DISC Behavioral Style Analysis with ProfilingPro.com
By Jane Roqueplot
In the resume writing and career service industry, the ability to “close the sale,” can sometimes be what separates the successful from the not-so-successful. Of course, there are many ways to be successful in our industry. For example, there are those who only do subcontracting work and are very successful at it because of their ability to adapt to multiple required writing styles and meet unyielding deadlines. However, many operate in a B2C environment, either in whole or in part. And whether we are providing resume writing, coaching, or any other career service, our degree of success depends largely on our selling style.
Our selling style comes down to how we interact with people. The seasoned salesperson knows that selling is a skill that can be learned. The seasoned salesperson also knows that it’s possible for the “selling self” to be different from the “everyday” or “natural self” and that developing a “selling self” is possible.
So if our selling style comes down to how we interact with people, and it can be learned and turned on and off at will, and is directly linked to our level of success (More closed sales equals greater success, right?), then we must find a way to discover and maximize our selling selves. But how do we do that? First, it’s important to understand that the ultimate decision factor in many consumer purchases is the rapport between the prospect and salesperson–you. Therefore, it’s important to “open our minds” and recognize the individual buying styles and adapt our selling style to whatever buying style we happen to be dealing with. Are we assuming there is more than one selling style? Yes! And a selling style matched to a buying style can spell the difference between a closed sale and a lost sale.
How many times have you heard that a prospect decided to purchase a particular product because they liked the salesperson? How many times have you made a buying decision based on whether you liked the salesperson or not? What was it that made that prospect “like” one salesperson more than another? What is it that made you make a purchase because you liked the salesperson? (Understand that you may not have even been aware that your liking the salesperson influenced your buying decision.) Answer: The salesperson’s “style” engendered trust and made the prospect feel comfortable.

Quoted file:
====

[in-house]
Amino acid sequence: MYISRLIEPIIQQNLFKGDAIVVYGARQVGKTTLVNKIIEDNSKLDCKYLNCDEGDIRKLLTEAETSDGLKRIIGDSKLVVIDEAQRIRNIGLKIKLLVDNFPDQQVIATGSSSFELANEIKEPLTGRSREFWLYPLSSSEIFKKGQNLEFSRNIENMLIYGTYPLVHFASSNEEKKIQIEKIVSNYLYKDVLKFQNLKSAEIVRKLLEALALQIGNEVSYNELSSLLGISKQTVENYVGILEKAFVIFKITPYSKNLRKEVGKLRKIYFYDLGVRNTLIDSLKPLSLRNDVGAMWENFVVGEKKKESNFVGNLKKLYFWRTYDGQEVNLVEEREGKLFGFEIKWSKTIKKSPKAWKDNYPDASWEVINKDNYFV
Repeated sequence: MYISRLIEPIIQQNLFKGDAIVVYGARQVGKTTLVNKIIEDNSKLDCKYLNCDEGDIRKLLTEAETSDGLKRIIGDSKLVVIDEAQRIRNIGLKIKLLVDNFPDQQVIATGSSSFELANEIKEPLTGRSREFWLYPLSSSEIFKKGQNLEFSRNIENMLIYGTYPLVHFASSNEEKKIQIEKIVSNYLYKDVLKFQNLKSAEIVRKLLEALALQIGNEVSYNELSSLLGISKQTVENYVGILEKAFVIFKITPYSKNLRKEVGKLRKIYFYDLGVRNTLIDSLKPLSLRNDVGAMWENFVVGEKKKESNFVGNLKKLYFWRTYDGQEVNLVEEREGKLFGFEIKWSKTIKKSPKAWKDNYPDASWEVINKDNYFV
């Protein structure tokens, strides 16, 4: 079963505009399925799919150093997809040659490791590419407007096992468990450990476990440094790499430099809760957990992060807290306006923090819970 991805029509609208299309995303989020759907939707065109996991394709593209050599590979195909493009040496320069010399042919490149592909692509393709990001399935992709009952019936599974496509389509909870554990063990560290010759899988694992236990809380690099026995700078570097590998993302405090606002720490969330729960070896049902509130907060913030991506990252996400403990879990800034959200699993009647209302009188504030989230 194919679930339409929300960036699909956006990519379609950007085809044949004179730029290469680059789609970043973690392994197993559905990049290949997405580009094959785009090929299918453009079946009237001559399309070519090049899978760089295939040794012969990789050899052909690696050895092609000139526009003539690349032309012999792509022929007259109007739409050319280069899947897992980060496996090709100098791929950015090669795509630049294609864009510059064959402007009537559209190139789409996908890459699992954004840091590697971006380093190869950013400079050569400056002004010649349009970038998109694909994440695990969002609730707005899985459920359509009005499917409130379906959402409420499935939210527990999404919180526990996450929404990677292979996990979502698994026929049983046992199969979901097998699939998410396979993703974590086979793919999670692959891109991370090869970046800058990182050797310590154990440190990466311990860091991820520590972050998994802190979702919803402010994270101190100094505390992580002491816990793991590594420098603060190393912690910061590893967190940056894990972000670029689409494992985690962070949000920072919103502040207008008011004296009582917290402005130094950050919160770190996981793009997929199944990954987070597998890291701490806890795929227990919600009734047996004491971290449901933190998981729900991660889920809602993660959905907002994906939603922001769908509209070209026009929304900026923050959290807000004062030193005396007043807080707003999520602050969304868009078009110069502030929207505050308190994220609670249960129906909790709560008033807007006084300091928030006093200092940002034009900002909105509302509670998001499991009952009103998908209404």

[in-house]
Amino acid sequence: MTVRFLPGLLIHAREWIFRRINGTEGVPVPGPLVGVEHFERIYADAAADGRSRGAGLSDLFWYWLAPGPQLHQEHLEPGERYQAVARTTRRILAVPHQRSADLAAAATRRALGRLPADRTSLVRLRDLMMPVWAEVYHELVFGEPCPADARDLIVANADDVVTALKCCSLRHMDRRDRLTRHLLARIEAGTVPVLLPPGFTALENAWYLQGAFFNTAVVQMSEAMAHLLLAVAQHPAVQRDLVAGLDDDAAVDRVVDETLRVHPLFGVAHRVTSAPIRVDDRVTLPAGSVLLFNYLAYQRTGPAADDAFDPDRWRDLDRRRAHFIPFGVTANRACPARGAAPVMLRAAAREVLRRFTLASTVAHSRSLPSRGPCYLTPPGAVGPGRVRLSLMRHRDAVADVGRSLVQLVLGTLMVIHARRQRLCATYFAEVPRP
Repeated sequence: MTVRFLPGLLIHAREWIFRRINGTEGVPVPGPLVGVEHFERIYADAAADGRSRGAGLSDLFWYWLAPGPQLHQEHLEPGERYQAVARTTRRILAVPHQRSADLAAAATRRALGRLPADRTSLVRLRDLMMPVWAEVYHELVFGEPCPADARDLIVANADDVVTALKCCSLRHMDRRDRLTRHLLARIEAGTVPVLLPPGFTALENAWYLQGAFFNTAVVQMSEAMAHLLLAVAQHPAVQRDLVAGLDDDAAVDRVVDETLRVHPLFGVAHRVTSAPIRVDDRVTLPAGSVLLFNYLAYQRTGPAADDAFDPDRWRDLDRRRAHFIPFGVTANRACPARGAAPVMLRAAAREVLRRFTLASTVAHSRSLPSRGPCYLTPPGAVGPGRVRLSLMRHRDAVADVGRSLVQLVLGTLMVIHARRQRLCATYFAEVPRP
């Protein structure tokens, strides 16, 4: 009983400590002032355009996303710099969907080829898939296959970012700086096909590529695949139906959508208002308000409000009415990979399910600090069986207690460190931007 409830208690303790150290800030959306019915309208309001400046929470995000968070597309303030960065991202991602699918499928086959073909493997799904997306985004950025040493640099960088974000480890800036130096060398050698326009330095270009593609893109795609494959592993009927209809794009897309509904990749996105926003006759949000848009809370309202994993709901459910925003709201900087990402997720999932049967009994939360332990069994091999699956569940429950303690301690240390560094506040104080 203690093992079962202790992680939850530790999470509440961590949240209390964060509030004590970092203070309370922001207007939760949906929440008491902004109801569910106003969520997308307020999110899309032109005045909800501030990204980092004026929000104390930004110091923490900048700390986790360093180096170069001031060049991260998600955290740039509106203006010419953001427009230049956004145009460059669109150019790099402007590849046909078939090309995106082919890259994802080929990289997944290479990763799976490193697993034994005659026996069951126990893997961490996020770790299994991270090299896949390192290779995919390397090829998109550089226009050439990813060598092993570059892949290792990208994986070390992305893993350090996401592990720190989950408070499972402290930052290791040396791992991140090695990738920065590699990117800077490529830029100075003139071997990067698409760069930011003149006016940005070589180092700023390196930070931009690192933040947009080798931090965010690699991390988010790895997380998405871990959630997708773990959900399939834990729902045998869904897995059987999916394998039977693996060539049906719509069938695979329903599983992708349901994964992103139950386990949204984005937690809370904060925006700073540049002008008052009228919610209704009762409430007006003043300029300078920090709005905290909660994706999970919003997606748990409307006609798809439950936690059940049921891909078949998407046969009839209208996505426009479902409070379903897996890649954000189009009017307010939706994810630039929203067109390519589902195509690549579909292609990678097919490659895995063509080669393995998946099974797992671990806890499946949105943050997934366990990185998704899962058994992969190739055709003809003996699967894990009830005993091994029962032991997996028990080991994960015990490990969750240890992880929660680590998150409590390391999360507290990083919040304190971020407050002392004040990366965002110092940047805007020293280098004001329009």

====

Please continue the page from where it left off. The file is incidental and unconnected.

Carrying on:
No matter how well trained or how knowledgeable we are about our services and products, our selling capability often rests on our ability to match our selling style to our potential client’s buying style. Get the style wrong; get the prospect wrong; prospect finds another career service provider, in that order! How potential clients see us when we are wearing our selling hat cannot be over emphasized. So opening our minds to different buying styles in order to close the sale begins with opening our minds to our own selling style. Once we know our own style, we can start recognizing differing styles in others. We can learn to assess the probable style of a prospect or client visually, or by answers the person gives to a few simple questions, or just by hearing the him/her speak. Once learned, these observations can supply key indicators that will provide the advantage in matching our selling style to our client’s buying style.
One method of learning our own selling style as well as learning to assess our customer’s buying styles is to use the proven, successful technique behind DISC Behavioral Style Analysis. Based on the work of Dr. William Moulton Marston, who in 1928 published The Emotions of Normal People, DISC stands for the four dimensions. The four dimensions of normal human behavior, also called behavioral factors are Dominance-Challenge: How you respond to problems or challenges; Influence-Consistency: How you influence others to your point of view; Steadiness-Consistency: How you respond to the pace of the environment; and Compliance-Constraints: How you respond to rules and procedures set by others. According to Dr. Marston, “All people exhibit all four behavioral factors in varying degrees of intensity.”
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